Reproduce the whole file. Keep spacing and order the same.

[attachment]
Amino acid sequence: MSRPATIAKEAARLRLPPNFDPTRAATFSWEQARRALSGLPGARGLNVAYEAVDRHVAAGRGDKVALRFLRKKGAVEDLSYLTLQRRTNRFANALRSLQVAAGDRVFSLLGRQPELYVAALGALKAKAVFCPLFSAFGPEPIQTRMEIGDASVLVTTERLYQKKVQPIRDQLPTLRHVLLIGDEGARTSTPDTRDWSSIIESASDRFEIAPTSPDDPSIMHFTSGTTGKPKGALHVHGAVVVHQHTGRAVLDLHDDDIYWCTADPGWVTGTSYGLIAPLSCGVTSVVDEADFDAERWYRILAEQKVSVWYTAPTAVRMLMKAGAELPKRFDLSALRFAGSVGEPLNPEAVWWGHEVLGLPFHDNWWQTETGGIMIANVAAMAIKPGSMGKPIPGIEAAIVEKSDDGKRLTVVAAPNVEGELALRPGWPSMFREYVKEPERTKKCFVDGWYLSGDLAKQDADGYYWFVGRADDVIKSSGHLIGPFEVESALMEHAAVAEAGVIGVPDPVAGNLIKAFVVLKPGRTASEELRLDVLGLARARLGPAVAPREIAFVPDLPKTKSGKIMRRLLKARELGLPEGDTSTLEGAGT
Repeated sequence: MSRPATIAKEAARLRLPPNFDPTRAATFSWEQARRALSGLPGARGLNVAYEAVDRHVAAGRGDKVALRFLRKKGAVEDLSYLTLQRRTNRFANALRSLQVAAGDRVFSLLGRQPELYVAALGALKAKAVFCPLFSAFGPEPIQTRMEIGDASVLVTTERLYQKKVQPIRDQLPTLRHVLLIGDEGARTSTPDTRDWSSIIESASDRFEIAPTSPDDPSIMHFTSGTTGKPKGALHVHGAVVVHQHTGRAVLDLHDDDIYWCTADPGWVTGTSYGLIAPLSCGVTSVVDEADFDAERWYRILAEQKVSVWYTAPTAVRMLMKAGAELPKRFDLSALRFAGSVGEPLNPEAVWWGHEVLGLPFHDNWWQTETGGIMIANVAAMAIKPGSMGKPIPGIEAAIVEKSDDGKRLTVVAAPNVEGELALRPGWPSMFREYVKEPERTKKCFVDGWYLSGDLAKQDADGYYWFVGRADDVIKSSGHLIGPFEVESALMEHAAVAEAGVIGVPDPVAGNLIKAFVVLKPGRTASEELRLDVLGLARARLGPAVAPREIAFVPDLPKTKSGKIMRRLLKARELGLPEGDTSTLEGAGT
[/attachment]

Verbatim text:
Amino acid sequence: MSRPATIAKEAARLRLPPNFDPTRAATFSWEQARRALSGLPGARGLNVAYEAVDRHVAAGRGDKVALRFLRKKGAVEDLSYLTLQRRTNRFANALRSLQVAAGDRVFSLLGRQPELYVAALGALKAKAVFCPLFSAFGPEPIQTRMEIGDASVLVTTERLYQKKVQPIRDQLPTLRHVLLIGDEGARTSTPDTRDWSSIIESASDRFEIAPTSPDDPSIMHFTSGTTGKPKGALHVHGAVVVHQHTGRAVLDLHDDDIYWCTADPGWVTGTSYGLIAPLSCGVTSVVDEADFDAERWYRILAEQKVSVWYTAPTAVRMLMKAGAELPKRFDLSALRFAGSVGEPLNPEAVWWGHEVLGLPFHDNWWQTETGGIMIANVAAMAIKPGSMGKPIPGIEAAIVEKSDDGKRLTVVAAPNVEGELALRPGWPSMFREYVKEPERTKKCFVDGWYLSGDLAKQDADGYYWFVGRADDVIKSSGHLIGPFEVESALMEHAAVAEAGVIGVPDPVAGNLIKAFVVLKPGRTASEELRLDVLGLARARLGPAVAPREIAFVPDLPKTKSGKIMRRLLKARELGLPEGDTSTLEGAGT
Repeated sequence: MSRPATIAKEAARLRLPPNFDPTRAATFSWEQARRALSGLPGARGLNVAYEAVDRHVAAGRGDKVALRFLRKKGAVEDLSYLTLQRRTNRFANALRSLQVAAGDRVFSLLGRQPELYVAALGALKAKAVFCPLFSAFGPEPIQTRMEIGDASVLVTTERLYQKKVQPIRDQLPTLRHVLLIGDEGARTSTPDTRDWSSIIESASDRFEIAPTSPDDPSIMHFTSGTTGKPKGALHVHGAVVVHQHTGRAVLDLHDDDIYWCTADPGWVTGTSYGLIAPLSCGVTSVVDEADFDAERWYRILAEQKVSVWYTAPTAVRMLMKAGAELPKRFDLSALRFAGSVGEPLNPEAVWWGHEVLGLPFHDNWWQTETGGIMIANVAAMAIKPGSMGKPIPGIEAAIVEKSDDGKRLTVVAAPNVEGELALRPGWPSMFREYVKEPERTKKCFVDGWYLSGDLAKQDADGYYWFVGRADDVIKSSGHLIGPFEVESALMEHAAVAEAGVIGVPDPVAGNLIKAFVVLKPGRTASEELRLDVLGLARARLGPAVAPREIAFVPDLPKTKSGKIMRRLLKARELGLPEGDTSTLEGAGT